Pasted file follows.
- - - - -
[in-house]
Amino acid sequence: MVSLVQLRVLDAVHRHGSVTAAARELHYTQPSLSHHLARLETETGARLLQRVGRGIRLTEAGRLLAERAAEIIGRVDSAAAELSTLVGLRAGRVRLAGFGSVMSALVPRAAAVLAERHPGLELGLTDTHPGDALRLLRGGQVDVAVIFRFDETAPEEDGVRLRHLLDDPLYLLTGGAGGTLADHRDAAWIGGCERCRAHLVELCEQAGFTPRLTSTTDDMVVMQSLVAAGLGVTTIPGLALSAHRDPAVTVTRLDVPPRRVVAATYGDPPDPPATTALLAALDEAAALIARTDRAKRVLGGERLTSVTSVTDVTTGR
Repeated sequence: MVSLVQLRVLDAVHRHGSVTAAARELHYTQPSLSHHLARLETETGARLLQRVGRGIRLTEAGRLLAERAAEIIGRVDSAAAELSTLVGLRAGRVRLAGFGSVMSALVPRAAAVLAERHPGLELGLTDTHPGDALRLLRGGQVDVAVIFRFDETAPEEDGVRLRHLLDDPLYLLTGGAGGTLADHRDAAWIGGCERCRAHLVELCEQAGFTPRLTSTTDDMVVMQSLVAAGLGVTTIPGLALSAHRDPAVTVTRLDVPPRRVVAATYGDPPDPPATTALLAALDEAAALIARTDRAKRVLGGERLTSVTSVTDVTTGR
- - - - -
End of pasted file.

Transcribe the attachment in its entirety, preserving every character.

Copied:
[in-house]
Amino acid sequence: MVSLVQLRVLDAVHRHGSVTAAARELHYTQPSLSHHLARLETETGARLLQRVGRGIRLTEAGRLLAERAAEIIGRVDSAAAELSTLVGLRAGRVRLAGFGSVMSALVPRAAAVLAERHPGLELGLTDTHPGDALRLLRGGQVDVAVIFRFDETAPEEDGVRLRHLLDDPLYLLTGGAGGTLADHRDAAWIGGCERCRAHLVELCEQAGFTPRLTSTTDDMVVMQSLVAAGLGVTTIPGLALSAHRDPAVTVTRLDVPPRRVVAATYGDPPDPPATTALLAALDEAAALIARTDRAKRVLGGERLTSVTSVTDVTTGR
Repeated sequence: MVSLVQLRVLDAVHRHGSVTAAARELHYTQPSLSHHLARLETETGARLLQRVGRGIRLTEAGRLLAERAAEIIGRVDSAAAELSTLVGLRAGRVRLAGFGSVMSALVPRAAAVLAERHPGLELGLTDTHPGDALRLLRGGQVDVAVIFRFDETAPEEDGVRLRHLLDDPLYLLTGGAGGTLADHRDAAWIGGCERCRAHLVELCEQAGFTPRLTSTTDDMVVMQSLVAAGLGVTTIPGLALSAHRDPAVTVTRLDVPPRRVVAATYGDPPDPPATTALLAALDEAAALIARTDRAKRVLGGERLTSVTSVTDVTTGR